How does a construction worker follow his passion for art? Though it sounds like the setup for some oafish punch line, it’s a question Scott McCallum, who once spent his hours calibrating factory equipment, has pondered ever since he came across a voluptuous Vargas pin-up from 1945 and, with genuine appreciation for the craft behind the curves, thought, “You can own this?!” That same spirit of happy revelation carries over into McCallum’s Art of Illustration gallery (1307 First, 254-9100), which by some kind of cosmic alignment sits across the street from the Seattle Art Museum and next door to the Lusty Lady. Inside is an appropriate hybrid of what’s considered culture and what you might guiltily admit you’d rather be looking at.
McCallum’s gallery, the result of his “hobby gone awry,” houses a rotating collection of original paintings that served as everything from calendars to cover art. With pieces from magazines and advertising that date all the way back into the late 19th century—wonderful glimpses of a time before computer graphics—he finally reached a point where he knew he needed to share something of the treasures he’d been tracking down for the past 10 years. “It was becoming apparent that I was working for the artwork,” he says. “I wanted to see if the artwork could start working for me.”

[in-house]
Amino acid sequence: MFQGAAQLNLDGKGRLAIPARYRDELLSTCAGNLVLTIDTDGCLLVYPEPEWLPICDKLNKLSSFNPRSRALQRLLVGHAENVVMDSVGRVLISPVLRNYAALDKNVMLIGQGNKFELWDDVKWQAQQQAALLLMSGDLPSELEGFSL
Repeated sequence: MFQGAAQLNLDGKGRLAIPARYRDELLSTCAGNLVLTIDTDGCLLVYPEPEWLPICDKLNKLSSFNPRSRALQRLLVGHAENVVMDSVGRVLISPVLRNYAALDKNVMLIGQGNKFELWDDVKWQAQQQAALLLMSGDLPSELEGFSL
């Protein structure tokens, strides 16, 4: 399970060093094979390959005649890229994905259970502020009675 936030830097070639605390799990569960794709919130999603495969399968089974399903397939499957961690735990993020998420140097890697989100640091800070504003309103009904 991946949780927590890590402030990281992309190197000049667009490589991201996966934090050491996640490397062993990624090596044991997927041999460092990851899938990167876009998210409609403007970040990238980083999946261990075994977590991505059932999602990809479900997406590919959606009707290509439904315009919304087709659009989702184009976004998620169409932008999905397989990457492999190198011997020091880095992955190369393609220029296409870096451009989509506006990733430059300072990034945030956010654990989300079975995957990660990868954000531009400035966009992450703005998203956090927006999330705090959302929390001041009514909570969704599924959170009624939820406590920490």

He opened in March of this year with several eye-popping Vargas originals, but the space is also a permanent home to vivid imaginings from children’s books, pulpy romances, and fantasy novels, which are, he notes, “the only things left that are done by hand.” May’s show wraps up with one wall of award-winning children’s illustrator Richard Jesse Watson’s luxurious temperas for The Waterfall’s Gift (Watson will be signing books this Saturday at 4 p.m.) and another revealing the unsullied swoon of Ed Tadiello’s Harlequin romance covers from the ’70s and ’80s.
The resplendent storybook offerings are great, but it’s the stuff on the back wall that gets you—visions of squeaky-clean couples clinching with serene passion in the moment just before things really get going. McCallum says the Harlequin highlights had some pleased European visitors searching to describe their appeal. “We have a German word for this,” they explained, asking for the proper translation, “kitsch?” McCallum, laughing next to titles like Corporate Cowgirl and, better, Mistletoe Man, answered, “We have the same word here.”